Same Issue, Different Tree

It’s déjà vu all over again. Only the trees are different.

Back in 1996, Sonoma County-based wine giant Kendall-Jackson secured the permits needed to remove 843 venerable oak trees from property it had purchased in Santa Barbara County.

The reason: K-J wanted to use that land for what it does best: to grow winegrapes.

Seemingly in the blink of an eye, those trees were gone.

It was not the first time a winery had chopped down trees to make way for vines. But this time, because those trees were situated adjacent to a major thoroughfare, people noticed. Lots of people. And many of them screamed.

But the deed had been done, and there was no going back—not for those 843 trees, anyway.

To its credit, K-J heard the words of the environmentalists, and between 1996 and 2007, it planted around 10,000 oak trees. It also has jumped on the sustainability bandwagon, joining countless California wineries in becoming better stewards of the land on which they grow their grapes.

Now, a similar controversy is flaring much closer to K-J’s home base in Sonoma County. Only this time, the trees are not oaks; they’re redwoods and Douglas firs. And the “numbers” are much higher. Rather than 843 trees, we’re talking about 2,000 acres of trees.

The principals in the proposal are Codorniu and Premier Pacific Vineyards.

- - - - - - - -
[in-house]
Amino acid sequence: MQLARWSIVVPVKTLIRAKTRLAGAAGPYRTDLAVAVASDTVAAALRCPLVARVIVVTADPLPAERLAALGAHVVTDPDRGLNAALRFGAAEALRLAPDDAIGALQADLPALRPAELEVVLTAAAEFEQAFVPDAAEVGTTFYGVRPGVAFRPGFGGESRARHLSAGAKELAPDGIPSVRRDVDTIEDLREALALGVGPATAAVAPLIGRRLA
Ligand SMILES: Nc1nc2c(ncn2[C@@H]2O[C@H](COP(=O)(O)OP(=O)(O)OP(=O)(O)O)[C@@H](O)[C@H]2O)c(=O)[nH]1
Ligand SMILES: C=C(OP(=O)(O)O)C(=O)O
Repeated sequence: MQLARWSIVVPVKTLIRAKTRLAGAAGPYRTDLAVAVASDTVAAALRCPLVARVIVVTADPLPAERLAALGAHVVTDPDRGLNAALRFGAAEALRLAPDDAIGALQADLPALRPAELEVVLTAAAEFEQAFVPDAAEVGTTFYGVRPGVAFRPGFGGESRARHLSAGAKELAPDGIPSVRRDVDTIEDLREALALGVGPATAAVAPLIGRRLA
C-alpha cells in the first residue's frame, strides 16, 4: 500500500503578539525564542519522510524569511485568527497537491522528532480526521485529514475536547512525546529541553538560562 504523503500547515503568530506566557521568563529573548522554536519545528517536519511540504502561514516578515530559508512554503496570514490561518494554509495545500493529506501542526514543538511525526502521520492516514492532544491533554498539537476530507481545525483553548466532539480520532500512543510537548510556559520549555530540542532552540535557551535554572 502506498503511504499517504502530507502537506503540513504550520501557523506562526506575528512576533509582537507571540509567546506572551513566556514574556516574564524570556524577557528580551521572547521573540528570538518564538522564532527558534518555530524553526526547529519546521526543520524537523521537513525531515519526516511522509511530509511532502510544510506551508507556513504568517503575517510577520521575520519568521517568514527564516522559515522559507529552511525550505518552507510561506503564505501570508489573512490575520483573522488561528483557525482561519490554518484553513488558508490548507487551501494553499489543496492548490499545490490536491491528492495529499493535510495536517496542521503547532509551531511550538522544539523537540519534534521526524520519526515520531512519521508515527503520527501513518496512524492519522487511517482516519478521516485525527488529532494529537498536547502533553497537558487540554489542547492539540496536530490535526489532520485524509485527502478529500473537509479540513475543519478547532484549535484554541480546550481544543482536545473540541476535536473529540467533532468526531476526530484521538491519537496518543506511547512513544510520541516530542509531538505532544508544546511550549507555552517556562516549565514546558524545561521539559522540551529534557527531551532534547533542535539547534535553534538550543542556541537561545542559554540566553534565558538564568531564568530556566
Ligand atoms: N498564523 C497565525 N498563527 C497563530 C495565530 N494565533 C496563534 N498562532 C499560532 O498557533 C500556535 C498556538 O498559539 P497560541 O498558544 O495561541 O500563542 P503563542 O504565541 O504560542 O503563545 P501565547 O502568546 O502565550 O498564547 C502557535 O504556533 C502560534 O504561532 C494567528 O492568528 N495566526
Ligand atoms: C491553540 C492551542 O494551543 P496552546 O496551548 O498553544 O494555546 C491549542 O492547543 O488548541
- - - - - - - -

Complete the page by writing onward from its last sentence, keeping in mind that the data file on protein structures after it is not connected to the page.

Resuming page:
Codorniu, a Spain-based wine company that operates the Artesa winery in Napa Valley, wants to plant additional grapes so it can increase production and, theoretically, improve the quality of its wines.

Premier Pacific Vineyards wants to not only plant additional vines for growing Pinot Noir grapes, but also to build 60 “high-end estates” on its adjacent Preservation Ranch property.

Environmentalists and others are fighting the proposals, and not just because of the danger to the redwood and Douglas fir trees. The land being eyed for the new vineyard plantings (and estates) is in a remote coastal town called Annapolis—perhaps the most pristine part of Sonoma County.

On the one hand, you have the wineries, which point out that the area has the ideal climate for growing world-class Pinot Noir.

On the other hand, you have environmentalists like Chris Poehlmann, who appeared at one Sonoma County Board of Supervisors meeting dressed as a 7-foot-tall wine bottle.

Poehlmann told the Los Angeles Times, “We are not going to let them rip these trees out by their roots, change the soil chemistry with amendments and develop neighborhoods so that these forests will never grow back.”

Addressing the environmental concerns, the developers have promised to add more than 200 acres to a county park, restore streams and plant 1 million redwoods and Douglas firs.

If history is any indication, it’s a debate that’s likely to get nasty before it’s resolved.

We’d like to know what you think about the Annapolis proposal. The comment box below awaits. Let’s keep the discussion issue-focused and civil—unlike some of the upcoming Sonoma County Board of Supervisors meetings figure to be.


Posted in Wine and the Environment
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